by J. Alex Grizzell |
When word of the June 10 #ShutDownSTEM and #ShutDownAcademia strike day reached the University of Colorado, its flagship campus was already embroiled in anti-racism campaigns demanding action by university administrators. The call to halt business as usual and instead engage in education, advocacy, and change to improve inclusion and support for BIPOC (Black, Indigenous, and People of Color) students, staff, and colleagues struck a nerve in Boulder.
by Ana Smaranda Sandu |
Mathematics is known as one of the most inaccessible disciplines in academia. A Google search for “mathematician” will likely turn up a white man, usually older, surrounded by intractable symbols. And as a field of graduate study, mathematics seems especially inaccessible to Black students. Around 50 faculty and grad students and postdocs in the Department of Mathematics at Cornell University spent part of June 10 in a conference call discussing why.
by J. Alex Grizzell, Janani Hariharan, Candice Limper, and Andy Sanchez |
For many academics, news of a one-day strike from labs and classrooms arrived just a day or two before the event itself—“probably because so few [senior faculty/administrators] are active on social media,” said Bret Eshman, a postdoctoral fellow at Florida International University. “That’s how I found out about it on Tuesday.”
by Lidio Albuquerque |
When statistician Nicole Lazar published an editorial in The American Statistician earlier this year advocating changes in the way scientists handle the troublesome issue of statistical significance, her father—who trained as a sociologist—asked her, "Are you getting death threats on Twitter?"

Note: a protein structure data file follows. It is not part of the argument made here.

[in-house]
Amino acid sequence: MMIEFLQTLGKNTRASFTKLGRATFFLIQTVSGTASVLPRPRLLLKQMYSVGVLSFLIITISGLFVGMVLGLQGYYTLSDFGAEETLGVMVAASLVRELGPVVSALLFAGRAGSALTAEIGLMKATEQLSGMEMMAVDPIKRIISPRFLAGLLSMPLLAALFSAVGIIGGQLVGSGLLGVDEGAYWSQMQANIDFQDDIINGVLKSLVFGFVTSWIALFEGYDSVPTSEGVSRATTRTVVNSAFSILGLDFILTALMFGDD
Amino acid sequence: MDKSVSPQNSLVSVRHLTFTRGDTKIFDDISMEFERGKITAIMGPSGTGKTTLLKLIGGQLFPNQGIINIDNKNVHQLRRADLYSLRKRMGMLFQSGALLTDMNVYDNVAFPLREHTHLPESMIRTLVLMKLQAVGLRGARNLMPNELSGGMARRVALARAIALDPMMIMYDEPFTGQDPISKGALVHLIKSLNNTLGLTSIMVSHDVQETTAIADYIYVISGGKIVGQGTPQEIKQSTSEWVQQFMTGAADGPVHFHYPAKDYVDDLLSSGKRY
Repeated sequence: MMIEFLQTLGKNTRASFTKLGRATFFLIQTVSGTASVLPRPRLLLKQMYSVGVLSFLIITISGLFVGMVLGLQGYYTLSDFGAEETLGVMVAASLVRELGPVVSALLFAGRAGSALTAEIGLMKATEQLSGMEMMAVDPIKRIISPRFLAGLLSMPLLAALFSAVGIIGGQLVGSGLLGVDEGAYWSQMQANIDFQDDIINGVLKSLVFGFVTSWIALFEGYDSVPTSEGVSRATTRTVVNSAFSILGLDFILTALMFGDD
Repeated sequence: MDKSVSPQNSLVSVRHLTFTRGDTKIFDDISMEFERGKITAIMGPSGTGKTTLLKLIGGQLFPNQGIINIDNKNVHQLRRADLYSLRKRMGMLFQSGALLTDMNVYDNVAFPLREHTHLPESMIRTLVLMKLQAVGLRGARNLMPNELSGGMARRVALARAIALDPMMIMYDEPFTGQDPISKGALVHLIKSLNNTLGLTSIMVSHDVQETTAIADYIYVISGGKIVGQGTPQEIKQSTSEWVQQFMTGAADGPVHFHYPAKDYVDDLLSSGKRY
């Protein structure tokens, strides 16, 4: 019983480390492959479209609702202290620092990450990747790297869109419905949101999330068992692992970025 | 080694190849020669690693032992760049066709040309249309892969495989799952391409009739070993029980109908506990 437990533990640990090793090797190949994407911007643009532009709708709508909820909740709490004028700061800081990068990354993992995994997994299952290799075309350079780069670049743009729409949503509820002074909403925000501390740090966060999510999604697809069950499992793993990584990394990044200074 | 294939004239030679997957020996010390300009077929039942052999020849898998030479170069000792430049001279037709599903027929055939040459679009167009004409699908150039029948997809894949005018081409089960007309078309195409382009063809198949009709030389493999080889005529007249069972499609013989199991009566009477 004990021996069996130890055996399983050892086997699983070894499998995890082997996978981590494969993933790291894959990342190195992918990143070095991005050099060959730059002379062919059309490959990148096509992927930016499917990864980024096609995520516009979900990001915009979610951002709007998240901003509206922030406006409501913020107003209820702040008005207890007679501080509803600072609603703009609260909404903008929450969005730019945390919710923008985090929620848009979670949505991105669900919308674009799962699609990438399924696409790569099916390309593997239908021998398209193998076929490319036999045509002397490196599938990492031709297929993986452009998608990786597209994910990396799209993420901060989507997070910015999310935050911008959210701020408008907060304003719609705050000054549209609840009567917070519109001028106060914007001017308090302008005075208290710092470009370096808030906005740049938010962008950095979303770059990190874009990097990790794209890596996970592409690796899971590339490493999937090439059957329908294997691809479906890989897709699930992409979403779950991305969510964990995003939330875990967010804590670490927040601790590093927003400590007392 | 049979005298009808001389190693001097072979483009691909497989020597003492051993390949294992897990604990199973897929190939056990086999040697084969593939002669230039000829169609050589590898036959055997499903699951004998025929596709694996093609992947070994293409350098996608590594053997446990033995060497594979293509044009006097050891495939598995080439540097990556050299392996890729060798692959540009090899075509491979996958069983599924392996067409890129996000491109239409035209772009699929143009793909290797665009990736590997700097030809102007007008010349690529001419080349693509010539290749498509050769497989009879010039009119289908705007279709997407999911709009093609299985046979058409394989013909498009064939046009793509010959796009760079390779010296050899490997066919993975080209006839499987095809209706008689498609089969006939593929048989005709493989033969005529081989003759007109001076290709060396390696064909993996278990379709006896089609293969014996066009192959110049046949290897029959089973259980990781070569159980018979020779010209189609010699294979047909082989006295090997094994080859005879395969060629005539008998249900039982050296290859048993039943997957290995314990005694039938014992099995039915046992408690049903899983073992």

by Christina Marvin |
Science has given doctors more and more powerful drugs to deploy against infectious diseases and cancers in recent decades, and yet many new therapies have failed to live up to their promise. Andrew Read has some ideas about how to change that.
An interview with Rob Jackson
by Brooke Kuei |
by R. Kevin Tindell |
Beneath the ocean waters off Antartica, massive buried shelves of ice function like buttresses, supporting the continent’s massive ice sheets.
If those buttresses fail, Richard Alley told science writers at a recent conference in State College, Pa., global sea levels will not rise by inches, as predicted by recent climate reports—but instead by as much as 186 feet.
by Charlie Crowe |
David Keith has a tool for fighting climate change, and a big challenge: convincing the rest of the world to use it. Speaking to science writers gathered in State College, Pa. on Oct. 28, Keith, a professor of applied physics and public policy at Harvard University, said he understands why some are apprehensive about his approach.
“This topic is controversial,” Keith said, “and it should be.”
by Paul Nicolaus |
The wide world of biotechnology encompasses an array of fields and applications, but what is industrial biotechnology? During a tour offered Oct. 28 by Penn State University as part of the ScienceWriters2019 conference, a group of science writers learned that industrial biotechnology applies techniques of molecular biology to industrial, health, and societal challenges.
by Brooke N. Dulka |
“I’m an observer,” said astronomer Jason Wright. “I’ve always enjoyed the little corners that are being neglected.” In recent years Wright has been exploring one such neglected corner—the search for extraterrestrial intelligence, or SETI. He is optimistic that it will soon be full of activity.